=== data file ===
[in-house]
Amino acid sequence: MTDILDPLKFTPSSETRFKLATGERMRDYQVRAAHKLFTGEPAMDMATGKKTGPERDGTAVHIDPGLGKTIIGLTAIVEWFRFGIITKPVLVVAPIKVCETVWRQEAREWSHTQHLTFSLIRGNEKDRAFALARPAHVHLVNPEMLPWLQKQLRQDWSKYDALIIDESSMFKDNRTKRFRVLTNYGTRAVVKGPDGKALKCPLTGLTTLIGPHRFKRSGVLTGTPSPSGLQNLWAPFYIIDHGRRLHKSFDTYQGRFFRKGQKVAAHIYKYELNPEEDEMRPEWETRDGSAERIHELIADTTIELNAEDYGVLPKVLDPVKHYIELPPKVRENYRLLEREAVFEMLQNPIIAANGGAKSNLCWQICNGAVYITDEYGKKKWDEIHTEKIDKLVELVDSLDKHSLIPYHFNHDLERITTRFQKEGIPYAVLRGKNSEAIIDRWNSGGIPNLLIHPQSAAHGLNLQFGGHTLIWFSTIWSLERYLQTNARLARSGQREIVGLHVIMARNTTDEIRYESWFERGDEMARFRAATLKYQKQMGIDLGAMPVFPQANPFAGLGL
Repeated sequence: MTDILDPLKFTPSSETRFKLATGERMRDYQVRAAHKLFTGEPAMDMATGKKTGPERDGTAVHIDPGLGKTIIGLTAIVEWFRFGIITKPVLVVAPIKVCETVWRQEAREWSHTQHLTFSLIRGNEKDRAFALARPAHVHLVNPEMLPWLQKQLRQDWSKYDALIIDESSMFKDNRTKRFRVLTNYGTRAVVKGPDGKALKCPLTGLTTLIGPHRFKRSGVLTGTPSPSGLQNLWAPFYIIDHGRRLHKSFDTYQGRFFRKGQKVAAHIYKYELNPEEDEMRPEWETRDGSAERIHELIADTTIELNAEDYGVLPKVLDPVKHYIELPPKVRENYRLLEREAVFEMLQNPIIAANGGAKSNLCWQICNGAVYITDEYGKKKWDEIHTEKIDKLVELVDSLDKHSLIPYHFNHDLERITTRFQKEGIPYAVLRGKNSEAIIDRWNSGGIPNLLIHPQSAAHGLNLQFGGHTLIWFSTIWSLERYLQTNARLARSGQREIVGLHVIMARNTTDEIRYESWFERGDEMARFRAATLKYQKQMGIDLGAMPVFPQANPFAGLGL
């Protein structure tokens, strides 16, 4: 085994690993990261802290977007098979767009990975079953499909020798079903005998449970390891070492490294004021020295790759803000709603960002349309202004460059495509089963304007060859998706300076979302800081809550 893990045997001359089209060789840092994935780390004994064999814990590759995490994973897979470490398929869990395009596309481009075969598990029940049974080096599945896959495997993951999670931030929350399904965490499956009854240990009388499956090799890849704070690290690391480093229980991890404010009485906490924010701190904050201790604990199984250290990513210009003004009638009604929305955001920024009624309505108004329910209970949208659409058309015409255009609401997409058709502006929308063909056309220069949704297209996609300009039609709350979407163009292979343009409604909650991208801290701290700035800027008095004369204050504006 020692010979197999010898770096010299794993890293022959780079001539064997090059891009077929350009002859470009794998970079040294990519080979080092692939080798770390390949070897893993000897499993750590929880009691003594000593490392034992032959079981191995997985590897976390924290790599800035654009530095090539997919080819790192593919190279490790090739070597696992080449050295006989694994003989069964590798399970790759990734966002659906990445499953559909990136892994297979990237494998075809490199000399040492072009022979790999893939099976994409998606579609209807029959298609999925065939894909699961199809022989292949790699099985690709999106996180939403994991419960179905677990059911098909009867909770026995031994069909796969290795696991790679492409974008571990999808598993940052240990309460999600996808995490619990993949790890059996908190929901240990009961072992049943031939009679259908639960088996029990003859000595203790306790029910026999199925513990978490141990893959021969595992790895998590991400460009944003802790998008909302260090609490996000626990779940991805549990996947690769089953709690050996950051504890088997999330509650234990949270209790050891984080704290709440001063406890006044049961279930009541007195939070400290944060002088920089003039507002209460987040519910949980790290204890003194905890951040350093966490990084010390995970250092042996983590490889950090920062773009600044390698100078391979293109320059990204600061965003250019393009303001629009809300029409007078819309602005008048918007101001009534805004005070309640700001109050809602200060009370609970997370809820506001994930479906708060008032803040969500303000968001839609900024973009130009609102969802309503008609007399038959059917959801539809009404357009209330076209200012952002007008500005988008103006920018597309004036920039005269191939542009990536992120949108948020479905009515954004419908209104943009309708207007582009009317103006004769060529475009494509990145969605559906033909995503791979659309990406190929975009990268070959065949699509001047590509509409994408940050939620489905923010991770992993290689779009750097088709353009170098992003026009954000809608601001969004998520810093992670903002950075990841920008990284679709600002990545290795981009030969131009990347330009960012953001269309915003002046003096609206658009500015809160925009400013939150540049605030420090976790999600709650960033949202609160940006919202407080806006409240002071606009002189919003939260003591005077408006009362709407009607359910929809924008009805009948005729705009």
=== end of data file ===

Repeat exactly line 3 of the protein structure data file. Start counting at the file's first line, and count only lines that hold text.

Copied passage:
Repeated sequence: MTDILDPLKFTPSSETRFKLATGERMRDYQVRAAHKLFTGEPAMDMATGKKTGPERDGTAVHIDPGLGKTIIGLTAIVEWFRFGIITKPVLVVAPIKVCETVWRQEAREWSHTQHLTFSLIRGNEKDRAFALARPAHVHLVNPEMLPWLQKQLRQDWSKYDALIIDESSMFKDNRTKRFRVLTNYGTRAVVKGPDGKALKCPLTGLTTLIGPHRFKRSGVLTGTPSPSGLQNLWAPFYIIDHGRRLHKSFDTYQGRFFRKGQKVAAHIYKYELNPEEDEMRPEWETRDGSAERIHELIADTTIELNAEDYGVLPKVLDPVKHYIELPPKVRENYRLLEREAVFEMLQNPIIAANGGAKSNLCWQICNGAVYITDEYGKKKWDEIHTEKIDKLVELVDSLDKHSLIPYHFNHDLERITTRFQKEGIPYAVLRGKNSEAIIDRWNSGGIPNLLIHPQSAAHGLNLQFGGHTLIWFSTIWSLERYLQTNARLARSGQREIVGLHVIMARNTTDEIRYESWFERGDEMARFRAATLKYQKQMGIDLGAMPVFPQANPFAGLGL